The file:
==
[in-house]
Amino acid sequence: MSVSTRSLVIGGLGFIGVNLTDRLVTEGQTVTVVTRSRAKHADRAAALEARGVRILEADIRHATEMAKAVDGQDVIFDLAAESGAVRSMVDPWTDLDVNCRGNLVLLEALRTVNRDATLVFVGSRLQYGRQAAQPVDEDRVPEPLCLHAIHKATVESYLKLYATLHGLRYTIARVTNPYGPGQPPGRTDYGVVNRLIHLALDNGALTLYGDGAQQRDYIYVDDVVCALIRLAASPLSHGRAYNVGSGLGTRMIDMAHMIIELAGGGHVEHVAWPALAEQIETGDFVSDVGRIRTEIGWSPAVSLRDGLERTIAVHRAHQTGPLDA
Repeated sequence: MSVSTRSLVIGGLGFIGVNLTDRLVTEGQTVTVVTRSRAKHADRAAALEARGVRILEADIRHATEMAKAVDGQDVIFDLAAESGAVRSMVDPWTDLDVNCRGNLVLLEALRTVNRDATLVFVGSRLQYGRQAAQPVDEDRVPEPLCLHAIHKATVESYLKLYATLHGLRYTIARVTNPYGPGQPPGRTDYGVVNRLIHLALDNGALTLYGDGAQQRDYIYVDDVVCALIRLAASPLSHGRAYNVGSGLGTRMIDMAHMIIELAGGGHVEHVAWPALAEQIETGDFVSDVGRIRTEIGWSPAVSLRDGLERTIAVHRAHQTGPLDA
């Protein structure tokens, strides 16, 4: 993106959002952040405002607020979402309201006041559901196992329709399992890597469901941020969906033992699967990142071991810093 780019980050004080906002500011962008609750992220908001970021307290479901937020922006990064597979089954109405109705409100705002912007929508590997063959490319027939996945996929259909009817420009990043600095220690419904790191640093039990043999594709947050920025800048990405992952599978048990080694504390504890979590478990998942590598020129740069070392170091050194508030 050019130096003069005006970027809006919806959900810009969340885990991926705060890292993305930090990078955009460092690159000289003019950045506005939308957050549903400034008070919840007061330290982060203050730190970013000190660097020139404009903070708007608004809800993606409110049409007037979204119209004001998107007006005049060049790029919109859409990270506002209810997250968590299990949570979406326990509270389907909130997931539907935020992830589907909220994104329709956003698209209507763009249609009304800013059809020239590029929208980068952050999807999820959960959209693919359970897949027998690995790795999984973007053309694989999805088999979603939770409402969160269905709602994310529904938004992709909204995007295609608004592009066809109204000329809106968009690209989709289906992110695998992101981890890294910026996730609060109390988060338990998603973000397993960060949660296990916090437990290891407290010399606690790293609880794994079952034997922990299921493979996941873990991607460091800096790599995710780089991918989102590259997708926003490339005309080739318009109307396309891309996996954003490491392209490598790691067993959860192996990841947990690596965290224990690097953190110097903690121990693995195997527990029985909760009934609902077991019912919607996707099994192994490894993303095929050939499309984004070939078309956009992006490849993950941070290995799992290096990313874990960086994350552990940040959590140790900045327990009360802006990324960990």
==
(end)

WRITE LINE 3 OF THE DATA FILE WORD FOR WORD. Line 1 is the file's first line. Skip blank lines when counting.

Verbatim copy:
Repeated sequence: MSVSTRSLVIGGLGFIGVNLTDRLVTEGQTVTVVTRSRAKHADRAAALEARGVRILEADIRHATEMAKAVDGQDVIFDLAAESGAVRSMVDPWTDLDVNCRGNLVLLEALRTVNRDATLVFVGSRLQYGRQAAQPVDEDRVPEPLCLHAIHKATVESYLKLYATLHGLRYTIARVTNPYGPGQPPGRTDYGVVNRLIHLALDNGALTLYGDGAQQRDYIYVDDVVCALIRLAASPLSHGRAYNVGSGLGTRMIDMAHMIIELAGGGHVEHVAWPALAEQIETGDFVSDVGRIRTEIGWSPAVSLRDGLERTIAVHRAHQTGPLDA